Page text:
It is the opinion of this Court that this reasoning may likewise be extended to plaintiff's right to bring an MHRA claim, a right which is enjoyed at present in the Eighth Circuit by private sector and state-government employees. This will enable a federal employee to enjoy the same rights available in the courts as are granted to individuals in the private sector. Thus, defendant's motion to dismiss plaintiff's MHRA claim should be denied.
E. Plaintiff's NLRA Claim
Defendant argues that defendant's motion to dismiss plaintiff's NLRA claim should be granted because this Court does not have discretion to review the General Counsel's decision to deny plaintiff's appeal regarding her Notices of Removal and of the Union's settlement of plaintiff's discharge grievances. Plaintiff argues that judicial review is available for NLRB decisions. The Court is in agreement with plaintiff. In Vaca v. Sipes, 386 U.S. 171, 185, 87 S. Ct. 903, 914, 17 L. Ed. 2d 842 (1967), the United States Supreme Court held that "[a]n obvious situation in which the employee should not be limited to the exclusive remedial procedures established by the contract occurs when the conduct of the employer amounts to a repudiation of those contractual procedures." Id. Plaintiff's Complaint alleges that the Postal Service failed to utilize incremental discipline as agreed to within the collective bargaining agreement. These allegations are arguably a situation in which the alleged conduct of the Postal Service amounts to a repudiation of the contractual procedures. Additionally, in Colorado-Ute Electric Assn., Inc. v. NLRB, 939 F.2d 1392, 1400 (10th Cir.1991), the Court of Appeals held that "the judgment of the NLRB is subject to judicial review." Id.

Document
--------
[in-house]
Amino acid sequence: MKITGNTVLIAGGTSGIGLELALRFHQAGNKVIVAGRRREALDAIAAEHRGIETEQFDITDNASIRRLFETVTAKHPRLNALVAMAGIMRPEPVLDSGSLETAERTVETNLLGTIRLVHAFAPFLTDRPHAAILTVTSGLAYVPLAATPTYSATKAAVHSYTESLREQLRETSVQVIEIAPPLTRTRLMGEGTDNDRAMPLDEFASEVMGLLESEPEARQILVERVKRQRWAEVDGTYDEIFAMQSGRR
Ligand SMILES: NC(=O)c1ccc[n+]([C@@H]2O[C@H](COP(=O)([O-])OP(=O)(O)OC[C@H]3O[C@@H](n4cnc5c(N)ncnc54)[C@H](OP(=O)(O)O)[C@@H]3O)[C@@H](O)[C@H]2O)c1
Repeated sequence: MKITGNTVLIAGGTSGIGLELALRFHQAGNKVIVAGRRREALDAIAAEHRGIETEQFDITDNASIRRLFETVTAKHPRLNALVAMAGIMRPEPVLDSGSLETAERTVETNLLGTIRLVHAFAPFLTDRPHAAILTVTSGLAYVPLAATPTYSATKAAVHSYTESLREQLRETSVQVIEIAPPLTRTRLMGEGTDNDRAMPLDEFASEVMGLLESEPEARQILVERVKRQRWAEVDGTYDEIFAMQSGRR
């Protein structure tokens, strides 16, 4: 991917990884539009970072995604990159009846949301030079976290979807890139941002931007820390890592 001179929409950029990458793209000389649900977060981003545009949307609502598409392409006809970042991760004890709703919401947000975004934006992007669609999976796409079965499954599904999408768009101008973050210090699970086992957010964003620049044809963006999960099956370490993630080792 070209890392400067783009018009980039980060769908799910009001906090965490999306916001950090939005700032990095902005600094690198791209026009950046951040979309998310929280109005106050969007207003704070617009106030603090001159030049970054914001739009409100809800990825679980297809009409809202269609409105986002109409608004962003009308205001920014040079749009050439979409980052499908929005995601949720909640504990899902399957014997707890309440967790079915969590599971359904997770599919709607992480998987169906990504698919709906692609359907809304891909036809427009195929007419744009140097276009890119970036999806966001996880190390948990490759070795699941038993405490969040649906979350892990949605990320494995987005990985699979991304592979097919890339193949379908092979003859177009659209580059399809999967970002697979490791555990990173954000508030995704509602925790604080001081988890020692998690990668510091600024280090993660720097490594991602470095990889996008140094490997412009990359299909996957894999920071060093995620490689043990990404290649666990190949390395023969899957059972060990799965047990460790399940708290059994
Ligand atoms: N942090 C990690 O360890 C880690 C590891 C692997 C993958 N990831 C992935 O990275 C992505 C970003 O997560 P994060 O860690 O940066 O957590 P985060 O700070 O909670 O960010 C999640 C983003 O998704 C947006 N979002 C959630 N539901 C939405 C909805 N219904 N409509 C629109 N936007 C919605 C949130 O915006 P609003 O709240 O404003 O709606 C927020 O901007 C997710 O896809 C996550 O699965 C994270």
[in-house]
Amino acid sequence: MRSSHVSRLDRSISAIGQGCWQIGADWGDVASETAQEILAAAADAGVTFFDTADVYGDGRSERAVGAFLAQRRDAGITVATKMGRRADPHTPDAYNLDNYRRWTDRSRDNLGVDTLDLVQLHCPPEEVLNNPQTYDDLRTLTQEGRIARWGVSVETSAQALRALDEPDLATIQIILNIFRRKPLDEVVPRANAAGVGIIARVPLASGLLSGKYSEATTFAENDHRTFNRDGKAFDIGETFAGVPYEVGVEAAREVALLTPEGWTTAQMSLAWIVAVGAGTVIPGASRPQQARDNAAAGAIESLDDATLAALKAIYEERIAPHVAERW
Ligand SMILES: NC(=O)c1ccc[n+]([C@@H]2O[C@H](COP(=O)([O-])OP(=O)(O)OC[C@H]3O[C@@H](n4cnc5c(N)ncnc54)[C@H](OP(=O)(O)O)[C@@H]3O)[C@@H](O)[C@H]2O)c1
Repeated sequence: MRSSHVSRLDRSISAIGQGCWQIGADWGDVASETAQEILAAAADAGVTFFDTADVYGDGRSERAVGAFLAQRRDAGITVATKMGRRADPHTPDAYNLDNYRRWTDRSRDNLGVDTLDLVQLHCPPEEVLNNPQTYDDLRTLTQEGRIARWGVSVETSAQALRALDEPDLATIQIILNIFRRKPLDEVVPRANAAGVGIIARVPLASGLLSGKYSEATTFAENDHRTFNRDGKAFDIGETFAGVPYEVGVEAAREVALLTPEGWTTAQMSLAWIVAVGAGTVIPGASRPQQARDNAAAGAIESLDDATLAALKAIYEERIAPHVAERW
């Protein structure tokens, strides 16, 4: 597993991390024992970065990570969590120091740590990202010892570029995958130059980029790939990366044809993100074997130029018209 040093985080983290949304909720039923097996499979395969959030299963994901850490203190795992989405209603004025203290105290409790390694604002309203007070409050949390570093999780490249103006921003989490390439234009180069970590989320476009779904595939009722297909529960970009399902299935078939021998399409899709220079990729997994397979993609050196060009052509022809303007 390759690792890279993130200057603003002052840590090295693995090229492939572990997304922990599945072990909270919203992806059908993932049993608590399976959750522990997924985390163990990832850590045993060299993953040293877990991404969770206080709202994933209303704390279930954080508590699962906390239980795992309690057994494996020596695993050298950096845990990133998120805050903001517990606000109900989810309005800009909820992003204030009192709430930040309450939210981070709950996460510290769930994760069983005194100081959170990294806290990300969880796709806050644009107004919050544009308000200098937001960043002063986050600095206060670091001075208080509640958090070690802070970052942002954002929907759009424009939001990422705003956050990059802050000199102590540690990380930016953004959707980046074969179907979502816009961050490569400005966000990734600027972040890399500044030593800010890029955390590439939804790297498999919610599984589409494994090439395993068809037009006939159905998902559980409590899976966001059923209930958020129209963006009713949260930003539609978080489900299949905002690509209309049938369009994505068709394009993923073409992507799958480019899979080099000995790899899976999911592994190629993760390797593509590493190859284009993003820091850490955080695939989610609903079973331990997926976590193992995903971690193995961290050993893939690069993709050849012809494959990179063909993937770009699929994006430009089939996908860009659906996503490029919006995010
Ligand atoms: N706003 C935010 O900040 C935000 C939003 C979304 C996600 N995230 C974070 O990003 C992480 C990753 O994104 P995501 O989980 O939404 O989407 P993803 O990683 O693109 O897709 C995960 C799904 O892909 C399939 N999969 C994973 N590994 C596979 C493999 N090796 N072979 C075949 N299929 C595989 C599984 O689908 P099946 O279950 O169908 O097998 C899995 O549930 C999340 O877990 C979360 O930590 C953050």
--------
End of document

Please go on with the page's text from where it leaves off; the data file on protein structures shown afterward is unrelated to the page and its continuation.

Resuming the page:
Thus, it is the opinion of this Court that defendant's motion to dismiss plaintiff's NLRA claim should be denied because plaintiff has alleged in her Complaint allegations which would allow for judicial review of the NLRB judgment.
F. Plaintiff's Retaliation Claim
Defendant argues that plaintiff's retaliation claim should be dismissed because plaintiff has failed to exhaust her administrative remedies. Plaintiff responds that although she may not have indicated reprisal was a basis for her complaint on her EEO Counselor request form, this issue was investigated by the EEOC and this Court should be lenient in its review of this minor filing defect.
The Final Agency Decision of plaintiff's formal EEOC complaint indicates that plaintiff filed a complaint alleging sex and race discrimination and reprisal and that all of these allegations were investigated. It appears, therefore, that plaintiff's allegations of reprisal were investigated and that she has sufficiently exhausted her administrative remedies.
Thus, it is the opinion of this Court that defendant's motion to dismiss plaintiff's reprisal claim should be denied because plaintiff's *1165 reprisal claim was investigated along with her allegations of race and sex discrimination.